Entourage- An entourage in a lot of cases would be a group of people but in other cases it could be a group of buildings or drawings. According to an entourage in relation to architecture is the “landscaping and other nearby environmental features shown on a rendering of a building.’ In history and theory of design this past week we talked about the Greek empire and the entourage of buildings in relation to certain areas within the town. The main area in Athens was the Acropolis. In the Acropolis there is an entourage of buildings that are grouped together for one purpose. All of the buildings besides the Parthenon are there to direct your attention to the Parthenon which then directs your focus to the god’s. In my drawing class we have looked at entourage in the form of people. We have been working on drawing groups of people in interaction with one another. In my studio class as well as in the drawing class we have been studying thumbnail drawings. These drawings are basically a group or an entourage of sketches of projects and buildings. These images are of my thumbnails drawings that I did and abstracted down from the originals.

Hierarchy- Hierarchy is what you would call an arrangement or series of items. In my history and theory of design class we talked about hierarchy in reference to the Acropolis in Athens. The Acropolis was very important to the town and the most important building there was the Parthenon. “The first building to be rebuilt on the burnt Acropolis was the largest of them all, dominating the hill and the plain of Attica below; this was the temple to Athena Parthenos (the Parthenon).” (Roth 235) The order of the hierarchy here was the Parthenon which was the temple of Athena then there was the Propylaia, the Erechteion, and the Temple of Athena Nike. We also talked about how the Greeks wanted to appear higher above the rest of civilization they had “a passion for luxurious materials and techniques, a preoccupation with illusionistic devices which treated solid surfaces as transparent or otherwise optimized the dimensionality of the plane, and a predilection to elaborate any surface.” (Blakemore 55) In my studio class we looked at hierarchy in relation to our passageway projects we had to find five main points that have hierarchy over the other parts in the design and draw them. I did the same thing in my drawing class as we did in studio except in relation to the Foust building. This is an image of the Acropolis in Athens.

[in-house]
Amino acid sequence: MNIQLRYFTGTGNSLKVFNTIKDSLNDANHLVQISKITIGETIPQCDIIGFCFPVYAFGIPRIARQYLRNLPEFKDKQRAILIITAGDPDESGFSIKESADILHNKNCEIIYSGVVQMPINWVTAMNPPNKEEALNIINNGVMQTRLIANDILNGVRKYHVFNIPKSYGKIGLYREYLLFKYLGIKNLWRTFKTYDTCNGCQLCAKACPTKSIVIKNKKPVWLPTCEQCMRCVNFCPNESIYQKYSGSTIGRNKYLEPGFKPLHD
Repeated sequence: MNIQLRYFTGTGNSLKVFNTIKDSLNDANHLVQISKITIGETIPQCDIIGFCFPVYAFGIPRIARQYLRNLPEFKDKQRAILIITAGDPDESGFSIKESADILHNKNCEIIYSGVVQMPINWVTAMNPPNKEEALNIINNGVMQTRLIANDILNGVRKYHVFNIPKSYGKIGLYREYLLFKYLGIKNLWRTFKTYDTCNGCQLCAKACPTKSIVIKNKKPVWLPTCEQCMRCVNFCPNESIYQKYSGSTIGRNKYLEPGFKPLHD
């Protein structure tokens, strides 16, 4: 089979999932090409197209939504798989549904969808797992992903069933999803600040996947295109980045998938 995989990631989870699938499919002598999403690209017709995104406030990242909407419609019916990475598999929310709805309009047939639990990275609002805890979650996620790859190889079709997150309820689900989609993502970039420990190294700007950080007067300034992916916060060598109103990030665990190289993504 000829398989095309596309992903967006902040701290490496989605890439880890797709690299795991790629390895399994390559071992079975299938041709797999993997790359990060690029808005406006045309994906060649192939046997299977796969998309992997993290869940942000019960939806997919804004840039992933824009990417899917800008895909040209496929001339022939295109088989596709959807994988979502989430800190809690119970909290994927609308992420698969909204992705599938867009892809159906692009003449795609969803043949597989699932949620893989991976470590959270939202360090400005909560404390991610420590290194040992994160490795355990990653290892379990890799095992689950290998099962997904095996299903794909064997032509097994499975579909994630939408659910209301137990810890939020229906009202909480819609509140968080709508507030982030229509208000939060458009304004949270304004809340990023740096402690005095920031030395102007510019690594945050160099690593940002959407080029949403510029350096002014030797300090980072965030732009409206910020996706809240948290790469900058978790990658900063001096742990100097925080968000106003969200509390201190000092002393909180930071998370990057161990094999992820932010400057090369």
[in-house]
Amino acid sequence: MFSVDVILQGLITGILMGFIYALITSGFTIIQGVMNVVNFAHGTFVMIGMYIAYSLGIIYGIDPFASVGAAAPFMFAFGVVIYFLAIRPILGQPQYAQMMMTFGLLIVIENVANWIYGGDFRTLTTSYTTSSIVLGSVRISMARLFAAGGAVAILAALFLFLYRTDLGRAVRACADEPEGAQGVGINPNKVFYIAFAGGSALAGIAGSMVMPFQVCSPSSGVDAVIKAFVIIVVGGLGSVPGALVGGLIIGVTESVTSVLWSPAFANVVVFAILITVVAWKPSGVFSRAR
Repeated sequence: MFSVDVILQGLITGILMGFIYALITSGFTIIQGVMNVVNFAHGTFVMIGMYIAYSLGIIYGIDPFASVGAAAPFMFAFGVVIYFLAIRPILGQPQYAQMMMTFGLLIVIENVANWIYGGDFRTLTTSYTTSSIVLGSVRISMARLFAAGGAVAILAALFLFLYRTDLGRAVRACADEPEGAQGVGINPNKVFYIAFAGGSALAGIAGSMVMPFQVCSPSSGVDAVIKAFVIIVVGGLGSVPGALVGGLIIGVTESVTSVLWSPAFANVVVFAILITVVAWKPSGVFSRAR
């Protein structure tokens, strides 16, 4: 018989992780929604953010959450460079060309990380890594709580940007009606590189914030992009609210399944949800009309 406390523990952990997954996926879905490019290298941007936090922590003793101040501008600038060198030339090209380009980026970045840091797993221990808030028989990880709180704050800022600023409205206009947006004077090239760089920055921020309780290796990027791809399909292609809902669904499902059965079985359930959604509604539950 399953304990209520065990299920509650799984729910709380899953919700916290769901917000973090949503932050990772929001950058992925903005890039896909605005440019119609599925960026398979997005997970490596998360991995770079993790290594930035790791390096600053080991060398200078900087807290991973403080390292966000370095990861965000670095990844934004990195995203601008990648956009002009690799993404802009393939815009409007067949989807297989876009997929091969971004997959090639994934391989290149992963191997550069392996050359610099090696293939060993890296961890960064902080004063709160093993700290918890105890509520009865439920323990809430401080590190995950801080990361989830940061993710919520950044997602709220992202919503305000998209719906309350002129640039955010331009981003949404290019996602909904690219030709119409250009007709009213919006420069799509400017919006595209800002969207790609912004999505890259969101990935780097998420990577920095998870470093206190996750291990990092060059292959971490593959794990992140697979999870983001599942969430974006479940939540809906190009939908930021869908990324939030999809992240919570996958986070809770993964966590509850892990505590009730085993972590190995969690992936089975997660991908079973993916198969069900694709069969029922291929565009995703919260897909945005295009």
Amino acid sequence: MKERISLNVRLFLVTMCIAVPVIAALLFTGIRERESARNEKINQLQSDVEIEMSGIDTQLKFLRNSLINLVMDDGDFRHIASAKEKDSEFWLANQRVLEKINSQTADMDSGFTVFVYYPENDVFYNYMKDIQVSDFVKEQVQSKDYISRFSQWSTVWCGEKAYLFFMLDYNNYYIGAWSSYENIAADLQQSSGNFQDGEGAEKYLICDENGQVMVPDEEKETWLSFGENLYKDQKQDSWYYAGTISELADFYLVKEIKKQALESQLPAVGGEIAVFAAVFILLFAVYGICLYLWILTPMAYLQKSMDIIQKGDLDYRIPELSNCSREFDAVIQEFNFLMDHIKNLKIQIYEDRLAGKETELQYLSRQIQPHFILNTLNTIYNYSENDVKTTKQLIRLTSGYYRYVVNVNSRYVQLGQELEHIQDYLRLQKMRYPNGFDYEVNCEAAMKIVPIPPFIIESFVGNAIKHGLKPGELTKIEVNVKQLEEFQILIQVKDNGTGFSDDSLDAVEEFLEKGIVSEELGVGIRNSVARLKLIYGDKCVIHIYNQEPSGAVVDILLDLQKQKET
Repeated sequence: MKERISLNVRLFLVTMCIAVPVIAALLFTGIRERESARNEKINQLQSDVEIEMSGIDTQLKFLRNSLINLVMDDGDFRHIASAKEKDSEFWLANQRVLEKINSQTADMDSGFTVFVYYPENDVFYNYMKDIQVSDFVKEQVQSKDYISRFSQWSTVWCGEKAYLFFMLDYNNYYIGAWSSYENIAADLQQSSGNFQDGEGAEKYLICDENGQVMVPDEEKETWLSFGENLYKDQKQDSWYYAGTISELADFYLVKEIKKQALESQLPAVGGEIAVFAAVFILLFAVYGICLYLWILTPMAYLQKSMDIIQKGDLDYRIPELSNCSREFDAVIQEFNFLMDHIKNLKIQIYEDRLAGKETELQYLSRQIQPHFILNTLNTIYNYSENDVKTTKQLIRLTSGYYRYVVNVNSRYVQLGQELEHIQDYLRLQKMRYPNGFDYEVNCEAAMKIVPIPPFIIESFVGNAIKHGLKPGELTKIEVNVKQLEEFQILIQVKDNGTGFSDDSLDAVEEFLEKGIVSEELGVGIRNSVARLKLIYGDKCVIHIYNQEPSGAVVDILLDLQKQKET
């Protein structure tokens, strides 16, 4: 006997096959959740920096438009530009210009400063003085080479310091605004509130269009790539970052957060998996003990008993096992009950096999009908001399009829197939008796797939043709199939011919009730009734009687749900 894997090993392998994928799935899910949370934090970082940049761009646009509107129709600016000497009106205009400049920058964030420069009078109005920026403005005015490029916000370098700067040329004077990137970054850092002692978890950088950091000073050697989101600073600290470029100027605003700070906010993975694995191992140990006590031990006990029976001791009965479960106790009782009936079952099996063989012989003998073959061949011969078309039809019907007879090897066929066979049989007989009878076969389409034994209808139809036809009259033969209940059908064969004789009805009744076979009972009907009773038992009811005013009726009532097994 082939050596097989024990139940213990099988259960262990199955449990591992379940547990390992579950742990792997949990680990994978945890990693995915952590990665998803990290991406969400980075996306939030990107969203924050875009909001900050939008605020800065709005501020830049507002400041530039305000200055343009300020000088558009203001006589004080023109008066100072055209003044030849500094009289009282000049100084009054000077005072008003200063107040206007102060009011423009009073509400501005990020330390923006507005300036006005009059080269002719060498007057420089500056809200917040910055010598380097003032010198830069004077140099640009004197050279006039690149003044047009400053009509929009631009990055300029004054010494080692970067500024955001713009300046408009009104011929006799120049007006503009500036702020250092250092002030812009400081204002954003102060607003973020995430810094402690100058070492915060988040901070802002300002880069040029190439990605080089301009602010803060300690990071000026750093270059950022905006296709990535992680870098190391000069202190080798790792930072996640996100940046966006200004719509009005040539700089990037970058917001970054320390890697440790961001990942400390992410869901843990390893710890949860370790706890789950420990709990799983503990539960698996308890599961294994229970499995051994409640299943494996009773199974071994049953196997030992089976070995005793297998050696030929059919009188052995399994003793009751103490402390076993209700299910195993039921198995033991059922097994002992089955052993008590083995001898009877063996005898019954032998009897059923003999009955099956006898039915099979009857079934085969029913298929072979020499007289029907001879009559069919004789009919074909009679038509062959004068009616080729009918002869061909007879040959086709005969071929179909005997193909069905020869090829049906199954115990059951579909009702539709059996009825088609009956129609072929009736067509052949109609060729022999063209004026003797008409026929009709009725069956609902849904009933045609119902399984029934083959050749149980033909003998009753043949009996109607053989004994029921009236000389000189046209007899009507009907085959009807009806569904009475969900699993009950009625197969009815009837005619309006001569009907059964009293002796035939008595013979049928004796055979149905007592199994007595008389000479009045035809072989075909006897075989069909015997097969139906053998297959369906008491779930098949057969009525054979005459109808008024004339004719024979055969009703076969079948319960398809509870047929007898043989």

Order- order can be defined as a group of things or a list of things in a specific order. In my history and theory of design class we talked about the order of columns. This order was Tuscan, Doric, Ionic, Corinthian, and Composite. We also talked about how the Romans tried to establish order in their cities with the use of paved roads and aqueducts. ”Roman engineers built a network of roads linking all parts of the empire, from the Portuguese coast to the ends of turkey and Syria.” (Roth 250) The Greeks also showed order in their buildings with the use of spacing and decorations “The dimensions of the interior were enhanced by the spatial progression of the series of spaces along the axial arrangement on which there was alteration of size of space, of light level, and of ceiling height.” (Blakemore 51) In my other classes we talked about order in the context of craft and placement. We drew people and thumbnails in relation to things defining order. These images are of the three most important columns form the five in the order.

Synopsis- Overall these words all really can be tied together. The words order, hierarchy, and entourage all really have a lot of the same things in their definition they all are talking about the way things are laid out and where they came from. The other words all really relate in that they are all words that talk about the origins of the ideas and how things and buildings became what they became today.

Thursday, February 12, 2009

Pat's Chair

In my drafting class we were given the assignment to design a chair using only a limited amount of materials. We had to make a piece that includes as many of the following things as possible, a chair, table, desk, and a server, and the furniture had to all be one piece. These are the drawings of the piece that i designed.

Wednesday, February 11, 2009

Opus #3